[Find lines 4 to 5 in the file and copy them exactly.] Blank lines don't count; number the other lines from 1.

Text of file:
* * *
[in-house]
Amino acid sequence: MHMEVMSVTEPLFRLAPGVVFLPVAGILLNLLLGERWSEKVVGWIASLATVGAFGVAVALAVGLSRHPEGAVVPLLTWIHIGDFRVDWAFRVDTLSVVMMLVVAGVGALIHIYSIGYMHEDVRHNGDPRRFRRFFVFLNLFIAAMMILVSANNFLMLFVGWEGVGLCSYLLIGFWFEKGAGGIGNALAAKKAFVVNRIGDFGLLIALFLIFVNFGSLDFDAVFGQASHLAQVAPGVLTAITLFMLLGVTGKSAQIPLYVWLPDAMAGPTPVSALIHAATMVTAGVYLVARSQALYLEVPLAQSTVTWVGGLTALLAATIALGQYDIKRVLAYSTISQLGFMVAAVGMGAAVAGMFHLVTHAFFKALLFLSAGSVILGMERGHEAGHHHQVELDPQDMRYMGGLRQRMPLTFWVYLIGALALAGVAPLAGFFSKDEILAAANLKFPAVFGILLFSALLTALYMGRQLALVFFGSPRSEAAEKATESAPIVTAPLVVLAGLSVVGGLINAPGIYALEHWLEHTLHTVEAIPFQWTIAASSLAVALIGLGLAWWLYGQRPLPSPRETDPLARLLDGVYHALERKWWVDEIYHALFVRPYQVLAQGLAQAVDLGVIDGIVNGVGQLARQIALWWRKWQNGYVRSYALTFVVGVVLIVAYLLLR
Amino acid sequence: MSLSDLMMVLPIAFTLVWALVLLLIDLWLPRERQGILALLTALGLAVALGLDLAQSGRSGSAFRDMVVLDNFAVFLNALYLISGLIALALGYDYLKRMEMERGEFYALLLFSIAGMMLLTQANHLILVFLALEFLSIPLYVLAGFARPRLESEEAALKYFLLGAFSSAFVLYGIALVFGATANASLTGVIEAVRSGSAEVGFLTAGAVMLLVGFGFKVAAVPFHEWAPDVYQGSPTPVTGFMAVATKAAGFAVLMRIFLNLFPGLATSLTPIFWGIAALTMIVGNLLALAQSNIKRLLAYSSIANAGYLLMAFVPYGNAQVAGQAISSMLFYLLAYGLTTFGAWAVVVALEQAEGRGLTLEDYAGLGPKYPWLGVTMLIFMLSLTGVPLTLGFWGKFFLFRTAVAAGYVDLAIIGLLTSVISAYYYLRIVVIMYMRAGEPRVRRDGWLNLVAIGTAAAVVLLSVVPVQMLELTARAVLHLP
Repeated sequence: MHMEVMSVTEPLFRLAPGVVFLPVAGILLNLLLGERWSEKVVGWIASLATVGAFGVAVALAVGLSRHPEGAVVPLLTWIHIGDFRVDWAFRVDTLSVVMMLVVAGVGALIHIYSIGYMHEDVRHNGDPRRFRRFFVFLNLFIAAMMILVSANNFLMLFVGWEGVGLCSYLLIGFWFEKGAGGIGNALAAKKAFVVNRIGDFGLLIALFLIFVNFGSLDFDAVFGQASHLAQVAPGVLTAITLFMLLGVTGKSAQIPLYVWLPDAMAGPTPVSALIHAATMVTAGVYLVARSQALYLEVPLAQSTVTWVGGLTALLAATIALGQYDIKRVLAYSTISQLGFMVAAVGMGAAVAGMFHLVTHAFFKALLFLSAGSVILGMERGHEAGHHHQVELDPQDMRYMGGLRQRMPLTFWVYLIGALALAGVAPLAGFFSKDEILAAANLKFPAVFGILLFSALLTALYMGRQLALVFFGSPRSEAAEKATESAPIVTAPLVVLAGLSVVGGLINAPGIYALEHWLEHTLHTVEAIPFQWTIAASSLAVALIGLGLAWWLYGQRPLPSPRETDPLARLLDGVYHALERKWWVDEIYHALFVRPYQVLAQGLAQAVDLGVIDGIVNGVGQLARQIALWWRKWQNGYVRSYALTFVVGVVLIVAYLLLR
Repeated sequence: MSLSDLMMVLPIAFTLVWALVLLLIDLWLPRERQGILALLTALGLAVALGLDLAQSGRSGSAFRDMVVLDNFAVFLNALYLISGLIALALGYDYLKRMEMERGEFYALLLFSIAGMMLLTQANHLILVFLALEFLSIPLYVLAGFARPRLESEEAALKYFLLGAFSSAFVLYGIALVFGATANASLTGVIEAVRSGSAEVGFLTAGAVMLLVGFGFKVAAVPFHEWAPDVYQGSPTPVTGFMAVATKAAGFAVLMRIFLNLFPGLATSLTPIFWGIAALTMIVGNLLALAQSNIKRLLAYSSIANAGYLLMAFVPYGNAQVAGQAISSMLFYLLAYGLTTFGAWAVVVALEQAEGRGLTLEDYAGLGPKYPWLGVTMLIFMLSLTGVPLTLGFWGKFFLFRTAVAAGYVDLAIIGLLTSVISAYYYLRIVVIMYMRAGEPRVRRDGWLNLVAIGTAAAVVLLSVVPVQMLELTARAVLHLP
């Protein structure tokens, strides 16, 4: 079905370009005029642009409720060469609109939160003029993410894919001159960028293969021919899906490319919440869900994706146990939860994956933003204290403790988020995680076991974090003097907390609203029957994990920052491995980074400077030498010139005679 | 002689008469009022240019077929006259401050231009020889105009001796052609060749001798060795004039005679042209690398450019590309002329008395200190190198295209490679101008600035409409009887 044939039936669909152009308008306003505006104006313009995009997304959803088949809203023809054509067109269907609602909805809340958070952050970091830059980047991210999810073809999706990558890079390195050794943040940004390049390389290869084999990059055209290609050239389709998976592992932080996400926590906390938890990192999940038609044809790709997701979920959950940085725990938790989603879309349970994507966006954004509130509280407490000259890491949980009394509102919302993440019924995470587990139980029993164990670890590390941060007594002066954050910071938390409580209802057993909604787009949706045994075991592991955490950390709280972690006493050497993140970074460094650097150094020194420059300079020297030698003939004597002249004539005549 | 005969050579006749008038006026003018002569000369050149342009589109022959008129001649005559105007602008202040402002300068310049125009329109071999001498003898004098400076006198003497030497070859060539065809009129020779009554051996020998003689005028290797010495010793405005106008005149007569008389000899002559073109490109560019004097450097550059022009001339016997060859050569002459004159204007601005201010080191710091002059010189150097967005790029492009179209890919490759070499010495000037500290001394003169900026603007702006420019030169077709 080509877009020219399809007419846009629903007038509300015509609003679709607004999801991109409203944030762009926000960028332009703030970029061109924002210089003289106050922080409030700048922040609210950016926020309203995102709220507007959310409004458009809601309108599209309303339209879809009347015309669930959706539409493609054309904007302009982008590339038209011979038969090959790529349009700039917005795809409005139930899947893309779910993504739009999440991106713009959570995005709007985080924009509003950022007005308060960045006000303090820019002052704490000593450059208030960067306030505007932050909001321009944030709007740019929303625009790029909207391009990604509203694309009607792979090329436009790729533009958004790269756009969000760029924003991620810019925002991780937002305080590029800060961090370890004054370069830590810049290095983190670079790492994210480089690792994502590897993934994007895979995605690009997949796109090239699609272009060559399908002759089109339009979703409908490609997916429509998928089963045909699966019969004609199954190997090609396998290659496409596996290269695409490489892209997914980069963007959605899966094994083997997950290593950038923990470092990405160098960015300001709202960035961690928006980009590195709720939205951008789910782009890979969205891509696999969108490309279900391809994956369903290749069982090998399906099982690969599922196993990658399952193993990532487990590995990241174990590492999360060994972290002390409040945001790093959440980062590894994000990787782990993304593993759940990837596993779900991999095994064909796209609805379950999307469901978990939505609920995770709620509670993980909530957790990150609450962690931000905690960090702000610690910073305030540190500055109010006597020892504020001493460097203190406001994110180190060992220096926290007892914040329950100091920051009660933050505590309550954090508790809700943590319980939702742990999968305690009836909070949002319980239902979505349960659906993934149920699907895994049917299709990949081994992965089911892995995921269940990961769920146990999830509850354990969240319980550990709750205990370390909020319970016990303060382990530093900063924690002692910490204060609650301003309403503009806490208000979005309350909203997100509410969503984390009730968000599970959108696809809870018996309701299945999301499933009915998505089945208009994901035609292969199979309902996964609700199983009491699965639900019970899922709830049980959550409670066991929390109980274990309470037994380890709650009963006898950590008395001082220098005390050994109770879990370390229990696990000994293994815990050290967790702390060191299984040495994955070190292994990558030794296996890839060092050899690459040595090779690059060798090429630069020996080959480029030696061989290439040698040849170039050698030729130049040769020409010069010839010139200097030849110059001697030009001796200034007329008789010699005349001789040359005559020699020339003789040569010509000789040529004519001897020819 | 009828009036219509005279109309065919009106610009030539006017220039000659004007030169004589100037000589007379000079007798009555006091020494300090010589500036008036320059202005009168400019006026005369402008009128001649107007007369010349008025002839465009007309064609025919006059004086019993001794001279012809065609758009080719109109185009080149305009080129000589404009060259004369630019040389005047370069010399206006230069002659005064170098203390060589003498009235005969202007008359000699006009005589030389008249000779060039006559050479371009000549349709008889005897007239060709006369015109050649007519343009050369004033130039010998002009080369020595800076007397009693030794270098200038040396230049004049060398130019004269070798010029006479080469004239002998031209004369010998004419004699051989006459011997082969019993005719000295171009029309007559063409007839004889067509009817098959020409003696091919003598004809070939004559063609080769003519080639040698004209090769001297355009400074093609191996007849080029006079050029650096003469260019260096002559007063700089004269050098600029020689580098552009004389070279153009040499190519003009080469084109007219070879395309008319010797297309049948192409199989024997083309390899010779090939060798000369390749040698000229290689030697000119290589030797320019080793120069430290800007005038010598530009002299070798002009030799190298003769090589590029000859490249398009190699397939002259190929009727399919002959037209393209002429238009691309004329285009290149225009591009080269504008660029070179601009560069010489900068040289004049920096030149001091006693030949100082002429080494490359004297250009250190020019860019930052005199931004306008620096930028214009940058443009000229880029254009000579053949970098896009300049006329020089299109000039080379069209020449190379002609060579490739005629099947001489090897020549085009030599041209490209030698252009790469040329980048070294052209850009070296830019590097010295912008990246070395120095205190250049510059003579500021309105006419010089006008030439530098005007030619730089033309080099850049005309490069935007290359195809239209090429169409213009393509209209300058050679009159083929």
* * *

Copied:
Repeated sequence: MHMEVMSVTEPLFRLAPGVVFLPVAGILLNLLLGERWSEKVVGWIASLATVGAFGVAVALAVGLSRHPEGAVVPLLTWIHIGDFRVDWAFRVDTLSVVMMLVVAGVGALIHIYSIGYMHEDVRHNGDPRRFRRFFVFLNLFIAAMMILVSANNFLMLFVGWEGVGLCSYLLIGFWFEKGAGGIGNALAAKKAFVVNRIGDFGLLIALFLIFVNFGSLDFDAVFGQASHLAQVAPGVLTAITLFMLLGVTGKSAQIPLYVWLPDAMAGPTPVSALIHAATMVTAGVYLVARSQALYLEVPLAQSTVTWVGGLTALLAATIALGQYDIKRVLAYSTISQLGFMVAAVGMGAAVAGMFHLVTHAFFKALLFLSAGSVILGMERGHEAGHHHQVELDPQDMRYMGGLRQRMPLTFWVYLIGALALAGVAPLAGFFSKDEILAAANLKFPAVFGILLFSALLTALYMGRQLALVFFGSPRSEAAEKATESAPIVTAPLVVLAGLSVVGGLINAPGIYALEHWLEHTLHTVEAIPFQWTIAASSLAVALIGLGLAWWLYGQRPLPSPRETDPLARLLDGVYHALERKWWVDEIYHALFVRPYQVLAQGLAQAVDLGVIDGIVNGVGQLARQIALWWRKWQNGYVRSYALTFVVGVVLIVAYLLLR
Repeated sequence: MSLSDLMMVLPIAFTLVWALVLLLIDLWLPRERQGILALLTALGLAVALGLDLAQSGRSGSAFRDMVVLDNFAVFLNALYLISGLIALALGYDYLKRMEMERGEFYALLLFSIAGMMLLTQANHLILVFLALEFLSIPLYVLAGFARPRLESEEAALKYFLLGAFSSAFVLYGIALVFGATANASLTGVIEAVRSGSAEVGFLTAGAVMLLVGFGFKVAAVPFHEWAPDVYQGSPTPVTGFMAVATKAAGFAVLMRIFLNLFPGLATSLTPIFWGIAALTMIVGNLLALAQSNIKRLLAYSSIANAGYLLMAFVPYGNAQVAGQAISSMLFYLLAYGLTTFGAWAVVVALEQAEGRGLTLEDYAGLGPKYPWLGVTMLIFMLSLTGVPLTLGFWGKFFLFRTAVAAGYVDLAIIGLLTSVISAYYYLRIVVIMYMRAGEPRVRRDGWLNLVAIGTAAAVVLLSVVPVQMLELTARAVLHLP